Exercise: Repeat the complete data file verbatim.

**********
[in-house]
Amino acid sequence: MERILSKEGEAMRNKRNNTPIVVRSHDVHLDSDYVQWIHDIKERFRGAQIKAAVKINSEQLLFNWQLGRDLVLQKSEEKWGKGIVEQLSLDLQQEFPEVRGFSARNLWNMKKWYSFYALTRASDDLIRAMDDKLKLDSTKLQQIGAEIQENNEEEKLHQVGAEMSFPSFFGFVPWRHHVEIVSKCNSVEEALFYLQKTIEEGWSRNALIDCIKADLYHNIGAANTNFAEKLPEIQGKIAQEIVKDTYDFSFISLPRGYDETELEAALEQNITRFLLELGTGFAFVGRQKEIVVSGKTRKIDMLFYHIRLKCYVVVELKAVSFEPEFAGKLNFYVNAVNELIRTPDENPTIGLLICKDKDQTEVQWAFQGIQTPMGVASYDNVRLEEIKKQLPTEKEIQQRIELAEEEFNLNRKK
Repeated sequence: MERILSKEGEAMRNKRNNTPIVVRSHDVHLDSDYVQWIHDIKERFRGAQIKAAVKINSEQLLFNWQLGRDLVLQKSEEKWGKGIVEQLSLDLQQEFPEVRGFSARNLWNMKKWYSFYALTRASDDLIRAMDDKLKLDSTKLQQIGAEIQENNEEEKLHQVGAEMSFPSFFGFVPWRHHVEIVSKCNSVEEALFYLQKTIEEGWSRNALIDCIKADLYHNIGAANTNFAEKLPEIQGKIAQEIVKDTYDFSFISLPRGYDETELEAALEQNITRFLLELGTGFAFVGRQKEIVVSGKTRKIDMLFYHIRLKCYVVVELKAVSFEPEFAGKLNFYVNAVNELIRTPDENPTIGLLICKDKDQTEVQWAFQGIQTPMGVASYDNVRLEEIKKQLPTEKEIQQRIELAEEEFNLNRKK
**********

[in-house]
Amino acid sequence: MERILSKEGEAMRNKRNNTPIVVRSHDVHLDSDYVQWIHDIKERFRGAQIKAAVKINSEQLLFNWQLGRDLVLQKSEEKWGKGIVEQLSLDLQQEFPEVRGFSARNLWNMKKWYSFYALTRASDDLIRAMDDKLKLDSTKLQQIGAEIQENNEEEKLHQVGAEMSFPSFFGFVPWRHHVEIVSKCNSVEEALFYLQKTIEEGWSRNALIDCIKADLYHNIGAANTNFAEKLPEIQGKIAQEIVKDTYDFSFISLPRGYDETELEAALEQNITRFLLELGTGFAFVGRQKEIVVSGKTRKIDMLFYHIRLKCYVVVELKAVSFEPEFAGKLNFYVNAVNELIRTPDENPTIGLLICKDKDQTEVQWAFQGIQTPMGVASYDNVRLEEIKKQLPTEKEIQQRIELAEEEFNLNRKK
Repeated sequence: MERILSKEGEAMRNKRNNTPIVVRSHDVHLDSDYVQWIHDIKERFRGAQIKAAVKINSEQLLFNWQLGRDLVLQKSEEKWGKGIVEQLSLDLQQEFPEVRGFSARNLWNMKKWYSFYALTRASDDLIRAMDDKLKLDSTKLQQIGAEIQENNEEEKLHQVGAEMSFPSFFGFVPWRHHVEIVSKCNSVEEALFYLQKTIEEGWSRNALIDCIKADLYHNIGAANTNFAEKLPEIQGKIAQEIVKDTYDFSFISLPRGYDETELEAALEQNITRFLLELGTGFAFVGRQKEIVVSGKTRKIDMLFYHIRLKCYVVVELKAVSFEPEFAGKLNFYVNAVNELIRTPDENPTIGLLICKDKDQTEVQWAFQGIQTPMGVASYDNVRLEEIKKQLPTEKEIQQRIELAEEEFNLNRKK